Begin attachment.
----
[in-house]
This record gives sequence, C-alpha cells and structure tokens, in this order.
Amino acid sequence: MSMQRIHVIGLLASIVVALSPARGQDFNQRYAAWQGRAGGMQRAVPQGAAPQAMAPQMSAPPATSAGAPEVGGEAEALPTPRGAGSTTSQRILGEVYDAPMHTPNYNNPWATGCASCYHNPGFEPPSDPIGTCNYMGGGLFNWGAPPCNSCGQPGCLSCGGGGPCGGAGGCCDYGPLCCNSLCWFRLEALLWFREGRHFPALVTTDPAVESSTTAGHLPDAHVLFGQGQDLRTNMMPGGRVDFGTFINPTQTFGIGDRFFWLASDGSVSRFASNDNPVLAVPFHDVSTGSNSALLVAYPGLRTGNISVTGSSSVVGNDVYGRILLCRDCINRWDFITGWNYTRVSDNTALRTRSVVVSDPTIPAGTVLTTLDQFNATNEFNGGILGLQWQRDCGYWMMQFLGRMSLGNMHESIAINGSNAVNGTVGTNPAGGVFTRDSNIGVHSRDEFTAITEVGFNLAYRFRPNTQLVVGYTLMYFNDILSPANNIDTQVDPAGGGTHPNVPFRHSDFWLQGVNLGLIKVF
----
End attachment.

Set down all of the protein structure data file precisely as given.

[in-house]
This record gives sequence, C-alpha cells and structure tokens, in this order.
Amino acid sequence: MSMQRIHVIGLLASIVVALSPARGQDFNQRYAAWQGRAGGMQRAVPQGAAPQAMAPQMSAPPATSAGAPEVGGEAEALPTPRGAGSTTSQRILGEVYDAPMHTPNYNNPWATGCASCYHNPGFEPPSDPIGTCNYMGGGLFNWGAPPCNSCGQPGCLSCGGGGPCGGAGGCCDYGPLCCNSLCWFRLEALLWFREGRHFPALVTTDPAVESSTTAGHLPDAHVLFGQGQDLRTNMMPGGRVDFGTFINPTQTFGIGDRFFWLASDGSVSRFASNDNPVLAVPFHDVSTGSNSALLVAYPGLRTGNISVTGSSSVVGNDVYGRILLCRDCINRWDFITGWNYTRVSDNTALRTRSVVVSDPTIPAGTVLTTLDQFNATNEFNGGILGLQWQRDCGYWMMQFLGRMSLGNMHESIAINGSNAVNGTVGTNPAGGVFTRDSNIGVHSRDEFTAITEVGFNLAYRFRPNTQLVVGYTLMYFNDILSPANNIDTQVDPAGGGTHPNVPFRHSDFWLQGVNLGLIKVF